2 October 2002
Congress authorises President Bush to use military force against Iraq.
8 November 2002
UN Security Council passes resolution 1441, insisting that weapons inspectors be allowed back into Iraq and calling on the regime to give up its WMD or face the consequences.
12 May 2003
Paul Bremer becomes Administrator of the Coalition Provisional Authority in Iraq.
23 May 2003
Paul Bremer dissolves the Iraqi army, along with other key elements of the Baathist state.
2 June 2003
In a BBC interview, former International Development Secretary Clare Short accuses Tony Blair of having misled the Cabinet on the eve of war.
13 July 2003
Iraqi Governing Council established.
18 July 2003
David Kelly, an expert in biological warfare, is found dead after being named as the source of quotations used by the BBC’s Andrew Gilligan to suggest that the dossier of September 2002 had been “sexed up”. Lord Hutton is appointed to chair a judicial inquiry into his death.
3 September 2003
New Iraqi government established.
2 October 2003
Report of Iraq Survey Group reveals absence of evidence of WMD in Iraq.
13 December 2003
Saddam Hussein is captured near Tikrit, after nine months in hiding.
28 January 2004
The report of the Hutton Inquiry is published.
3 February 2004
Lord Butler is appointed to chair an official review of the intelligence on WMD on which the British government reportedly based its decision to take part in the invasion of Iraq.
2 March 2004
Bombings in Baghdad and Karbala kill nearly 200 people: the worst attacks since the fall of Saddam.
28 April 2004
A CBS report brings photographic evidence of the abuse of prisoners by US forces in Baghdad’s Abu Ghraib prison to worldwide attention.
8 June 2004
UN transfers sovereignty from the Coalition Provisional Authority to the Iraqi Interim Government.
14 July 2004
The Butler Review is published. It concludes that some of the intelligence used to justify attacking Iraq was unreliable and that “more weight was placed on the intelligence than it could bear”.
More than 1,350 insurgents were killed when the US used overwhelming force to recapture the rebel-held city of Fallujah.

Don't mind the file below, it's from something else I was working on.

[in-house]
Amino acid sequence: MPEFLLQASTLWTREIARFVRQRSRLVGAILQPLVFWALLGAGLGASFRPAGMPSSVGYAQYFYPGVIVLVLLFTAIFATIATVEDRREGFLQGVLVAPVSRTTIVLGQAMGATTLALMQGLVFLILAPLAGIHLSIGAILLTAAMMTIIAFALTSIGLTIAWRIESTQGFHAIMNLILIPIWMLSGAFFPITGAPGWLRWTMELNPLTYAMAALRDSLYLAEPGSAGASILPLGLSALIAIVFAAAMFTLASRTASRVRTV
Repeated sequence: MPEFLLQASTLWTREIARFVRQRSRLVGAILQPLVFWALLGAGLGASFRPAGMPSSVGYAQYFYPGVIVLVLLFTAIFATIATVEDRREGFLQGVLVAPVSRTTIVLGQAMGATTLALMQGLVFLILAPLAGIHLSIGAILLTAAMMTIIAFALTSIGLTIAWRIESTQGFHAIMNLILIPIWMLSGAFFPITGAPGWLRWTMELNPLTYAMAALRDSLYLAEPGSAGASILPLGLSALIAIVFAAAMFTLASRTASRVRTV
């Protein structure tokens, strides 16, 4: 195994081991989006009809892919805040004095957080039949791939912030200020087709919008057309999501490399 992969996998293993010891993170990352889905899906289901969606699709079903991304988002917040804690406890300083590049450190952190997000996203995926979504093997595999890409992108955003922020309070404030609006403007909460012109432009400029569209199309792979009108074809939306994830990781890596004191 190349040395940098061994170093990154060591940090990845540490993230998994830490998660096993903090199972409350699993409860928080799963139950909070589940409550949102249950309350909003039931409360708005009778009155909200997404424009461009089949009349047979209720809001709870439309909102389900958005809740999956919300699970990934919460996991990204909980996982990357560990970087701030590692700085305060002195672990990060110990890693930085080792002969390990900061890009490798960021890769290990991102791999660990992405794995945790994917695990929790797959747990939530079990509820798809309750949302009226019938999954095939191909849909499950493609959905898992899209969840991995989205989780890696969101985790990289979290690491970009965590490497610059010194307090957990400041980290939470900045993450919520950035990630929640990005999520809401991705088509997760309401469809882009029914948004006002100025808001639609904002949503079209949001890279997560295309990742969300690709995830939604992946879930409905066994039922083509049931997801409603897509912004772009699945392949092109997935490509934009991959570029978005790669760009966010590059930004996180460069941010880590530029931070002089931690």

14 September 2005
Bombs in Baghdad kill 160 people and injure more than 500.
15 October 2005
Iraq’s new constitution is approved in a referendum.
15 December 2005
Iraq’s first post-Saddam parliamentary election.
30 December 2005
Saddam Hussein is executed.
20 May 2006
New Iraqi government succeeds transitional government.
10 January 2007
In the face of insurrection, the US announces a “surge” of 20,000 extra troops to increase security in Baghdad.
28 May 2009
The last British combat troops leave Iraq.
15 June 2009
Gordon Brown, Tony Blair’s successor as Prime Minister, announces that an inquiry will be set up, under Sir John Chilcot, to “learn the lessons” of the conflict.
24 November 2009
The Chilcot inquiry holds its first public hearing.
7 March 2010
Inconclusive parliamentary elections result in the formation of a government in which Nouri al-Maliki continues as Prime Minister.
In Syria, protests begin against the Assad regime; the civil war to follow will destabilise the entire region, including Iraq.
2 February 2011
The Chilcot inquiry holds its final public hearing.
12 May 2011
Sir John Chilcot says that his report will be published, at the earliest, in the autumn of 2011.
16 November 2011
The Chilcot inquiry announces that it cannot publish report before summer 2012 if it is to “do justice” to the complexities involved.
18 December 2011
The last US troops leave Iraq, after nearly nine years of combat that cost 4,488 US lives and left 32,226 soldiers injured.
16 July 2012
Sir John Chilcot says that he cannot report before mid-2013.
6 November 2013
The Chilcot inquiry announces that it cannot proceed with its work due to an impasse over the release of key documents (including exchanges between Blair and Bush).
29 May 2014
The Chilcot inquiry says that it will publish the “gist” of exchanges between Blair and Bush, but that full transcripts will remain secret.
10 June 2014
The extremist group known as Isis captures Mosul, along with large swathes of northern and western Iraq.
29 June 2014
Abu Bakr al-Baghdadi, leader of Isis, declares a new “caliphate” over 250,000sq km of Iraq and Syria.
16 October 2014
William Hague and David Cameron say they hope the report will be published before the 2015 general election.
21 January 2015
Sir John Chilcot confirms that his report will not be published before the general election in May 2015.
17 June 2015
David Cameron says he is “losing patience” with how long the Iraq inquiry is taking.
9 September 2015
Sir John Chilcot confirms that the Maxwellisation process on the inquiry is complete.
24 October 2015
Tony Blair apologises for mistakes in the run-up to the Iraq War and admits that it played a role in the rise of ISIS.